In the car park four judges mark you on speed, complexity and variety of moves - jumps, knocking tin cans over, collecting bonuses and skating backwards. You have to complete the course as fast as possible, still doing lots of tricks on the way. Crashes, skidding and repeating stunts too often can actually lose you points.

On the scrolling championship course you have to skate along (by waggling on the 64) jumping or ducking under obstacles. Along the way you can collect objects that are worth bonus points. Four different courses contain many hazards to knock you down, and some will cause you to instantly lose a life if you don't negotiate them correctly.

You'll really need to practice to get anywhere in the car park section. The championship courses are easier, but still very difficult to complete. It's addictive in its own way. but annoying too because it's so tough.

Reviewer: Bob Wade

RELEASE BOX
C64/128, £9.99cs, £14.99dk, Out Now
Spec, £7.99cs, £12.99dk, Out Now
Amstrad, £9.99cs, £14.99dk, Imminent

Predicted Interest Curve

1 min: 70/100
1 hour: 50/100
1 day: 70/100
1 week: 65/100
1 month: 30/100
1 year: 0/100


Graphics6/10
Audio3/10
IQ Factor2/10
Fun Factor7/10
Ace Rating600/1000
Summary: Practice is needed to overcome the frustratingly difficult elements, but these make the 64 version a challenge for longer.

Transcript by Chris Bourne

The Games Machine Issue 9, August 1988   page(s) 55

Spectrum 48/128 Cassette: £97.99, Diskette: £12.99
Commodore 64/128 Cassette: £9.99, Diskette: £14.99

A RIDE DOWN SKID ROLL

Roller-skating, according to Gremlin, is now the only way to show how 'def' you are. But when you, and a couple of friends, set up a challenge in a disused car to seriously improve your street cred, too many crashes and you hear your defness called into question. The Commodore 64 development team is no less than eight people. Including Greg Holmes (Jack The Nipper 1/2) and Ben Daglish. Spectrum programming is by Tony Porter (The Eidolon and MASK) with graphics by Kevin Bulmer (Gauntlet II).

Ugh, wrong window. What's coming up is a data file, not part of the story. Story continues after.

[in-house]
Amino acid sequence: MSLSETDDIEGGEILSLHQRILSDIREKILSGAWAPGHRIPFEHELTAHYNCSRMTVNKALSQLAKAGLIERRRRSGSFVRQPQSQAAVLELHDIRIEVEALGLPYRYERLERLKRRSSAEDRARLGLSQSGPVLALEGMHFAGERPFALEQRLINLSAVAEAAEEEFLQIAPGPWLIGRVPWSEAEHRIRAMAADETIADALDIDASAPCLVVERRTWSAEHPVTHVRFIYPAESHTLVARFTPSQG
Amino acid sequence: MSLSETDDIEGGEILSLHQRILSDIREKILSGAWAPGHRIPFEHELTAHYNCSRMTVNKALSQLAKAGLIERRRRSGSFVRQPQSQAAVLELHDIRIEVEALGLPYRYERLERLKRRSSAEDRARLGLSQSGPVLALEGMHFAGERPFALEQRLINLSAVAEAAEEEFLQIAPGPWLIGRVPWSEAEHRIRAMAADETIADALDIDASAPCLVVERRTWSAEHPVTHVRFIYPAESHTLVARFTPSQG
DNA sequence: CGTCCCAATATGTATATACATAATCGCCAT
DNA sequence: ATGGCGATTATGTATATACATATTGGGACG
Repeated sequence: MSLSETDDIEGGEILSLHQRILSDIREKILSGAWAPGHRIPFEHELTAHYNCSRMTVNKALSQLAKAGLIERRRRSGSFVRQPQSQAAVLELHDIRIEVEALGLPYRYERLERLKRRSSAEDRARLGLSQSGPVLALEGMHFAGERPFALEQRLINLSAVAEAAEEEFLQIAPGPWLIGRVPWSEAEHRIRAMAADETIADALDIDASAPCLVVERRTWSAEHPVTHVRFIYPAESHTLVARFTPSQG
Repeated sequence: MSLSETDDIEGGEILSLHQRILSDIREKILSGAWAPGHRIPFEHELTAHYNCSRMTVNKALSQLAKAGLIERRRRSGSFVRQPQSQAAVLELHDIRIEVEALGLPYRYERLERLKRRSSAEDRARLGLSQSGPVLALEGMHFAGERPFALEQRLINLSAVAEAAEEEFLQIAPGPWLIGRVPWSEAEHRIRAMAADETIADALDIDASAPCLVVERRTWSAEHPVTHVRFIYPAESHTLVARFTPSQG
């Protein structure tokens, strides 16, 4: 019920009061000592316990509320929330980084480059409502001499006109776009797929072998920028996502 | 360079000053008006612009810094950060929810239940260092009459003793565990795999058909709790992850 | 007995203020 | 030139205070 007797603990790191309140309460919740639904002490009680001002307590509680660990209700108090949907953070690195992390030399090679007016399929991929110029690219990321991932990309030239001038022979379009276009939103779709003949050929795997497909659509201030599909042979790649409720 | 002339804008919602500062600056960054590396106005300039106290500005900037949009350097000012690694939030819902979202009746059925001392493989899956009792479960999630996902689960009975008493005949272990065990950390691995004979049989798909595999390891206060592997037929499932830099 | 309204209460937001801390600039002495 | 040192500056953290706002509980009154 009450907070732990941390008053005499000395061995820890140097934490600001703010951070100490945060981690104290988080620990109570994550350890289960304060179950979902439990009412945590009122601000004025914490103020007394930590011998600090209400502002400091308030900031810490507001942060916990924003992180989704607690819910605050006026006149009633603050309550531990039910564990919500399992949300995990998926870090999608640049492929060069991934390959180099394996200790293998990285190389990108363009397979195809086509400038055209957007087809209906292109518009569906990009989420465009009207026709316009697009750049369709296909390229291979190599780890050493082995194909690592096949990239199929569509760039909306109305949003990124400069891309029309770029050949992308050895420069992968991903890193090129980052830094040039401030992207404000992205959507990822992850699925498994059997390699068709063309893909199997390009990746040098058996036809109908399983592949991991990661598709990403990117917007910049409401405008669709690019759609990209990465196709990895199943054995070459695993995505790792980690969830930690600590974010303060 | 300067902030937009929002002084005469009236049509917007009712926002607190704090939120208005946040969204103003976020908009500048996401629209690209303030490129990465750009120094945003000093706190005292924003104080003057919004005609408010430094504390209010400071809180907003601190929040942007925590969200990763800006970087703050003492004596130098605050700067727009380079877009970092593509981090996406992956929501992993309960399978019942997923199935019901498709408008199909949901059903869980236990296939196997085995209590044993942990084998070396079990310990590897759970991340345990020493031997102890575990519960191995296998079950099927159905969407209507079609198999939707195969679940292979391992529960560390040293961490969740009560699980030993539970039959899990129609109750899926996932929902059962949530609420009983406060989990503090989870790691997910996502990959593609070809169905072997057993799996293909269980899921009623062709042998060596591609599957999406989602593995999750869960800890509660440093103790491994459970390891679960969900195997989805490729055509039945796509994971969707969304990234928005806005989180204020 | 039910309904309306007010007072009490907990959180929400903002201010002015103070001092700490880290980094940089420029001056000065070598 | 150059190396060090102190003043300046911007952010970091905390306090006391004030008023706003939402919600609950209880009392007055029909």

The main game takes part in the multistorey car park where each level has been laid out with cones, flags, jumps and hurdles, represented by an eight-way scrolling, overhead view. There are numerous non-regulation hazards such as oil spills, potholes, remote-control cars, other skaters and sand. The objective is to get around the course in the shortest possible time, with the minimum of crashes, while executing enough stunts to impress the four judges.

Once you arrive at the finishing point the judges hold up score cards which determine whether you must retake the course or not. If you succeed in qualifying. you have a choice between going up to the next floor of the car park challenge or taking the championship course. The latter entails a long multiload for what is effectively another game. On the Commodore only there's a rubbish collection section, so that if you fail to qualify for round one, you must collect all the rubbish before time runs out to go forward to round two.

CHAMPIONSHIP

The championship course is a horizontally-scrolling race against the clock with a great many pits to be jumped, and scaffolding to be ducked under. Waggling the joystick left/right builds up speed, but it can be tricky unless the skater's direction has been firmly established. If you complete a championship course you may go on to the next level, or return to the car park challenge.

Both sections have four levels and all eight must be completed to finish the game. On the championship section the levels are building site, park, London Underground and a street scene.


Overall78%
Summary: The multi-directional scrolling on the car park is very smooth, and although in monochrome, detail is excellent. By way of contrast the championship section is a lot more colourful, but an irritating control method makes it just as tough as the frustrating car park level.

Transcript by Chris Bourne

All information in this page is provided by ZXSR instead of ZXDB